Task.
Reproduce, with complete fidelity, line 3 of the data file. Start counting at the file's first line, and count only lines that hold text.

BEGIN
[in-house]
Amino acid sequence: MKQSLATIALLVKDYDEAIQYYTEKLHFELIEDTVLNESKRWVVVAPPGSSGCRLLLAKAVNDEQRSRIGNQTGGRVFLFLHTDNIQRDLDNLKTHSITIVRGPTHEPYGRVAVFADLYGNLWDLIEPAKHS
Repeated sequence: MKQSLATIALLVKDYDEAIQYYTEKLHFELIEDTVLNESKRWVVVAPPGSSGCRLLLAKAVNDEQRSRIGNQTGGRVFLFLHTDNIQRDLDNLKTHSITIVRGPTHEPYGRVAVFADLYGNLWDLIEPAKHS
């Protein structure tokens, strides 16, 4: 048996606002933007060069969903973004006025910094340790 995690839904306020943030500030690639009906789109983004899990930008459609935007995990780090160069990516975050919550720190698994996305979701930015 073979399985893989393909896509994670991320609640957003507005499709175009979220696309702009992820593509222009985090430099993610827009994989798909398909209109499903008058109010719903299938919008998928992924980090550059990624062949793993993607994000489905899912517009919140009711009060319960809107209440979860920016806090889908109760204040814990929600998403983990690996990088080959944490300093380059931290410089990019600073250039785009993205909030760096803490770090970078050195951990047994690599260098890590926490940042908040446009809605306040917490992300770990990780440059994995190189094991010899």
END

Repeated sequence: MKQSLATIALLVKDYDEAIQYYTEKLHFELIEDTVLNESKRWVVVAPPGSSGCRLLLAKAVNDEQRSRIGNQTGGRVFLFLHTDNIQRDLDNLKTHSITIVRGPTHEPYGRVAVFADLYGNLWDLIEPAKHS